The European Union gave Cyprus until Monday to raise the billions of euros it needs to secure an international bailout or face a collapse of its financial system that could push it out of the euro currency zone.
In a sign it was at least preparing for the worst, the Cypriot government sought powers on Thursday to impose capital controls to stem a flood of funds leaving the island if there is no deal before banks reopen following this week’s shutdown.
In stark warnings earlier in the day, the European Central Bank said it would cut off liquidity to Cypriot banks. A senior EU official made clear to Reuters that the bloc was ready to see the bankrupt island banished from the euro in the belief it could contain damage to the wider European economy.
The ECB ultimatum came as the island’s leaders struggled to craft a “Plan B” to raise the 5.8-billion euro contribution demanded by the EU in return for a 10-billion euro ($13-billion) bailout from the EU and the IMF. Euro zone officials conceded during a conference call on Wednesday which Cyprus refused even to join that the situation was “in a mess.”
Zone finance ministers held more talks Thursday evening on a crisis that has not just put the Cypriot economy in jeopardy but billions of euros held on the island by foreigners, notably Russians.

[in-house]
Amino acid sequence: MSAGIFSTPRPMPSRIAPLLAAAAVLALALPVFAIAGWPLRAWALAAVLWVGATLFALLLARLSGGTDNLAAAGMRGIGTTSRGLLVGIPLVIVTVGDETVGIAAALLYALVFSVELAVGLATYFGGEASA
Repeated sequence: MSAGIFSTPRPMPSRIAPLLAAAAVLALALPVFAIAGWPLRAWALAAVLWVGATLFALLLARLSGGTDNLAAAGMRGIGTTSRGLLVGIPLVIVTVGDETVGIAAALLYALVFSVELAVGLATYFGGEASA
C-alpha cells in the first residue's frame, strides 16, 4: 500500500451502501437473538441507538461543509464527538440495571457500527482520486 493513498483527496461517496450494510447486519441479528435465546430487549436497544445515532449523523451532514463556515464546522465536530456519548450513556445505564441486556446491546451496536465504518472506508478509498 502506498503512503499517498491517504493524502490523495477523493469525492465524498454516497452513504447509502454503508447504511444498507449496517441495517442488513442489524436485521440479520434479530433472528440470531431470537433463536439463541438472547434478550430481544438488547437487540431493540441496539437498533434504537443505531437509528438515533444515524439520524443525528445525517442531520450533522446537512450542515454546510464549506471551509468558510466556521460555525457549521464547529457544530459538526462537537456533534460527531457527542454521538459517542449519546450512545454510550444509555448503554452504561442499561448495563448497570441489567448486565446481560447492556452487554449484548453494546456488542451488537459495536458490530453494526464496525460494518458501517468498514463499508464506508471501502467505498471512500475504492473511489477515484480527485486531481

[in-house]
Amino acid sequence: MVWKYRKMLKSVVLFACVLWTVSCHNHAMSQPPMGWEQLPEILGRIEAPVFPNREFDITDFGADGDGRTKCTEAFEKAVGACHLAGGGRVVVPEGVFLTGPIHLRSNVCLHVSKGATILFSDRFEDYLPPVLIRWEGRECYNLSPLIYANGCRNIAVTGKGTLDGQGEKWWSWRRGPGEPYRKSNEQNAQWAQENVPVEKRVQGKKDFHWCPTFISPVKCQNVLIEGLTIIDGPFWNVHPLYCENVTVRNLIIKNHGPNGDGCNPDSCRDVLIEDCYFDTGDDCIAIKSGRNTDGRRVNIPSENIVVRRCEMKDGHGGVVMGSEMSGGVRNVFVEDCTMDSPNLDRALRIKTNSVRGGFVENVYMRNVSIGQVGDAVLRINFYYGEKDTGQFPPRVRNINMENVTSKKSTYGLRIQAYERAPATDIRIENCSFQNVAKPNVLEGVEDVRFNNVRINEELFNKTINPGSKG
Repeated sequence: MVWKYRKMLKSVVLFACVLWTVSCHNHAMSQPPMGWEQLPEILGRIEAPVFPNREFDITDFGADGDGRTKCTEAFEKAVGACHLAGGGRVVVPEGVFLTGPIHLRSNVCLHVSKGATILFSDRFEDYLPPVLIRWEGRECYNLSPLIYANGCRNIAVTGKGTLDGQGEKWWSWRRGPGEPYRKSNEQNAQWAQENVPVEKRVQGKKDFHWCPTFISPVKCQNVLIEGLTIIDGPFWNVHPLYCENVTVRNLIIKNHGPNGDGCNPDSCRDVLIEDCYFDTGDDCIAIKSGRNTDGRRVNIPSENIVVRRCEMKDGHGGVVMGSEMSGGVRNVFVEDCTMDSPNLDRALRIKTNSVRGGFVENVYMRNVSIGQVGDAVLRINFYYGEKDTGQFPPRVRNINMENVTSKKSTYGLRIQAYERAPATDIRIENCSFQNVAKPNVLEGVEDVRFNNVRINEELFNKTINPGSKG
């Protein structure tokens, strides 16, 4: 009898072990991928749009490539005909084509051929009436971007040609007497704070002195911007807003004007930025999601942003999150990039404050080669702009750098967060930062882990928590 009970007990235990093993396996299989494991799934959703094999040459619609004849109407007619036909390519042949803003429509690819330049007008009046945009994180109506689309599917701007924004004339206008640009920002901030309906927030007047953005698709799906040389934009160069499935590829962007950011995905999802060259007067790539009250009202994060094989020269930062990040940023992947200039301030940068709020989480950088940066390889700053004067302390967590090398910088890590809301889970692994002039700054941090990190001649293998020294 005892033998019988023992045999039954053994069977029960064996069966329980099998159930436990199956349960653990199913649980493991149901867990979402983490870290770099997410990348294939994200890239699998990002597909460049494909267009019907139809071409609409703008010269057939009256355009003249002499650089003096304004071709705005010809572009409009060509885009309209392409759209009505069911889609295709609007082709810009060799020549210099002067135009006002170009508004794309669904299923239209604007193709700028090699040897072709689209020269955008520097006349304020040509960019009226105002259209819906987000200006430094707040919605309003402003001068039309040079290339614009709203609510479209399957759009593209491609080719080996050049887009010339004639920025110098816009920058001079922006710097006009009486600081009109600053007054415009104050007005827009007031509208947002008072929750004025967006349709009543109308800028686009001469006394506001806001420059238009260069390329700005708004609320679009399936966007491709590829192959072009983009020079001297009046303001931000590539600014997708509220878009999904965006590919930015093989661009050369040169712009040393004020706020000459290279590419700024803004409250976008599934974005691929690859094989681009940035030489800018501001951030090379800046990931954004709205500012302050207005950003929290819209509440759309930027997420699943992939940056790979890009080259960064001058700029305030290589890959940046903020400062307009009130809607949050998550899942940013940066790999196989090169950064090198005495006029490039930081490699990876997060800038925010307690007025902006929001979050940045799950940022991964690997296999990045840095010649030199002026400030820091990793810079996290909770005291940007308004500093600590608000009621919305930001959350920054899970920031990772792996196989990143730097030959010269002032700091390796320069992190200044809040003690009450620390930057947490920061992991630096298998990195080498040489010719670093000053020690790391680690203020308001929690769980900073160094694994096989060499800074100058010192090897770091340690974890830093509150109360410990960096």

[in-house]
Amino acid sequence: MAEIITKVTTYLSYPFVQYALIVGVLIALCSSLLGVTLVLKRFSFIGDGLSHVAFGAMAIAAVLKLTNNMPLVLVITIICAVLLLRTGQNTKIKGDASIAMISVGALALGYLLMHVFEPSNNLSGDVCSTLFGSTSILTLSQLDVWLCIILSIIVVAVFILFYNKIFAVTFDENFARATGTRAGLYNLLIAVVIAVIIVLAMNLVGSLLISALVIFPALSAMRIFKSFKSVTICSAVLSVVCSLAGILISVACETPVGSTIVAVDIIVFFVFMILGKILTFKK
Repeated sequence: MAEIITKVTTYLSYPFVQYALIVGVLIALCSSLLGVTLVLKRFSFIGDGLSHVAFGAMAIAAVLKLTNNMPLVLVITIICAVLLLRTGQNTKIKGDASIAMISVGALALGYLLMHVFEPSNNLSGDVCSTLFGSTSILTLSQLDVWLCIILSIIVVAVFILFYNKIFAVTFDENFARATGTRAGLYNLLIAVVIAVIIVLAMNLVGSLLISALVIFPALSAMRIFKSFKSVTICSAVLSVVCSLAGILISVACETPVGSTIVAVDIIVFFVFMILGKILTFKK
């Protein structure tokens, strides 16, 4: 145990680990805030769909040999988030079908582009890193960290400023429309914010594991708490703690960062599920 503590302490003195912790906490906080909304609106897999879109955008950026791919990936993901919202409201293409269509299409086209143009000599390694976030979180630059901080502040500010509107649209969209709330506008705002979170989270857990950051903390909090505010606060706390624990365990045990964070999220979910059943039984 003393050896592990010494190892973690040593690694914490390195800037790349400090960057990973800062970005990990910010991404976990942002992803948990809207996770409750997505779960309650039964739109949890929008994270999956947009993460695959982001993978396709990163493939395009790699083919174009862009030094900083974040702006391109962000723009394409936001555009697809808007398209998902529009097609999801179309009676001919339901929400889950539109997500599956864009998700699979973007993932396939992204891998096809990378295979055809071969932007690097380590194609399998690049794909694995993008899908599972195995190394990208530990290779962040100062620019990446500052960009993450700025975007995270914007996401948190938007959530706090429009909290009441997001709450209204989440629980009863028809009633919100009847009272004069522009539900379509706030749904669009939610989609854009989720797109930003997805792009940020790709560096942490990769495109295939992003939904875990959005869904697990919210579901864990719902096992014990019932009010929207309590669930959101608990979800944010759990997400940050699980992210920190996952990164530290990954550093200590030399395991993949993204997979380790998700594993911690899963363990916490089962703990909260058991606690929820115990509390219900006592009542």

The Cypriot government said party leaders had agreed to create a “solidarity fund” that would bundle state assets as the basis for an emergency bond issue.
The governor of the central bank said it would impose a plan to avoid bankruptcy at the second biggest lender, Cyprus Popular Bank, but it remained unclear how measures would work. Bank branches have been closed all week and are not due to reopen until Tuesday, though ATMs have continued to issue cash.
Several hundred protesters, many of them bank employees, rallied outside parliament after rumors Cyprus Popular Bank was to be wound up. Demonstrators chanted “Hands off the bank!” and several jostled with riot police, briefly breaking through a cordon. Cyprus has so far avoided the kind of unrest seen in neighboring Greece, the epicenter of the euro zone debt crisis and the origin of many of the losses undermining Cypriot banks.
Doubts about the fate of the small nation of just 1.1 million people has shaken confidence in the euro zone and raised geopolitical tension between the EU and Russia.
Russian Prime Minister Dmitry Medvedev said the bloc had behaved “like a bull in a china shop.”